Julien Cornebise posted a rather detailed set of comments (from Jasper!) that I thought was interesting and thought-provoking enough (!) to promote to a guest post. Here it is , then, to keep the debate rolling (with my only censoring being the removal of smileys!). (Please keep in mind that I do not endorse everything stated in this guest post! Especially the point on “Use R!“)

On C vs R
As a reply to Duncan: indeed C (at least for the bottlenecks) will probably always be faster for the final, mainstream use of an algorithm [e.g. as a distributed R library, or a standalone program]. Machine-level, smart compilers, etc etc. The same goes for Matlab, and even for Python: e.g. Pierre Jacob (Xian’s great PhD student) uses Weave to inline C in his Python code for the bottlenecks — simple, and fast. Some hedge funds even hire coders to recode the Matlab code of their consulting academic statisticians.

Point taken. But, as Radford Neal points out, that doesn’t justify R to be much slower that it could be:

  • When statisticians (cf Xian) want to develop/prototype new algorithms and methods while focussing on the math/stat/algo more than on the language-dependent implementation, it is still a shame to waste 50% (or even 25%). Same goes for the memory management, or even for some language features[1]
  • Even less computer-savvy users of R for real-case data, willing to use existing algorithms (not developing new algos) but on big/intricate datasets can be put off by slow speed — or even by memory failures.
  • And the library is BRILLIANT.

On Future Language vs R
Thanks David and Martyn for the link to Ihaka’s great paper on R-like lisp-based. Says things better than I could, and with an expertise on R that I haven’t. I also didn’t know about Robert Gentleman and his success at Harvard (but he *invented* the thing, not merely tuned it up).

Developing a whole new language and concept, as advocated in Ihaka’s paper and as suggested by gappy3000 would be a great leap forward, and a needed breakthrough to change the way we use computational stats. I would *love* to see that, as I personally think (as Ihaka advocates in the paper you link to) that R, as a language, is a hell of a pain [2] and I am saddened to see a lot of “Use R” books who will root its inadequate use for needs where the language hardly fits the bill — although the library does.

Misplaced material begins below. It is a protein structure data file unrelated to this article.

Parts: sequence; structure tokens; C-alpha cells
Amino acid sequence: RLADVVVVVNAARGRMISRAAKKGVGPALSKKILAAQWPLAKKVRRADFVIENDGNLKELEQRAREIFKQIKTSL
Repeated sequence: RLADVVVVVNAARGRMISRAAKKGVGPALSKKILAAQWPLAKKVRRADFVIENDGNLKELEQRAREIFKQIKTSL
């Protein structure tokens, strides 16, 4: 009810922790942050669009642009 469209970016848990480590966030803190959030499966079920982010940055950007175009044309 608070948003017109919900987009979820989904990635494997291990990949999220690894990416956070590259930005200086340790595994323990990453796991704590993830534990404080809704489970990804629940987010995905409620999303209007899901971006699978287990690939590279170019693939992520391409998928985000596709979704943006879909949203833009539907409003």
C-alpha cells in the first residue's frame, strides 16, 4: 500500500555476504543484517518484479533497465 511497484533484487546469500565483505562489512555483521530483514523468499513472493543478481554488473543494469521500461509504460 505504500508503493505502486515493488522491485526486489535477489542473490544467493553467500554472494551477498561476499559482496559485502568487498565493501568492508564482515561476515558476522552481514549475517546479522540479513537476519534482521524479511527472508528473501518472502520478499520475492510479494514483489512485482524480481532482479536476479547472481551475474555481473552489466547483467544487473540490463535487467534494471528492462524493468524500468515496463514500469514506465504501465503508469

But R is here and in everyday use, and the matter is more of making it worth using, to its full potential. I have no special attachment to R, but any breakthrough language that would not be entirely compatible with the massive library contributed over the years would be doomed to fail to pick-up the everyday statistician—and we’re talking here about far-fetched long-term moves. Sanitary breakthrough, but harder to make happen when such an anchor is here.
I would say that R has turned into the Fortran of statistics: here to stay, anchored by the inertia that stems from its intrinsic (and widely acknowledged) merits  (I’ve been nice, I didn’t say Cobol.).

So until of the great leap forward comes (or until we make it happen as a community), I second Radford Neal‘s call for optimization of the existing core of R.

Rejoinder
As a rejoinder to the comments here, I think we need to consider separately

  1. R’s brilliant library
  2. R’s not-so-brilliant language and/or interpreter.

It seems to me from this topic that the community needs/should push for, in chronological order.

  1. First, a speed-up of R’s existing interpreter as called for by Radford Neal.  “Easy” and short-term task, by good-willing amateur coders, or, better, by solid CS people.
  2. Team-up with CS experts interested in developing computational stat-related tools.
  3. With them, get out of the now dead-ended R language and embark on a new stat framework based on an *existing*, proven, language. *Must*  be able to reuse the brilliant R library/codes brought up by the community. Failing so would fail to pick up the userbase = die in limbo.  That’s more or less what is called for by Ihaka (except for his doubts on the backward compatibility, see Section 7 of his paper).  Much harder and longer term, but worth it.

From then on
Who knows the R community enough to relay this call, and make it happen ? I’m out of my league.

Uninteresting footnotes:
[1] I have twitched several times when trying R, feeling the coding was somewhat unnatural from a CS point of view. [Mind, I twitch all the same, although on other points, with Matlab]
[2] again, I speak only out of the few tries I gave it, as I gave up using it for my everyday work, I am biased — and ignorant

Neal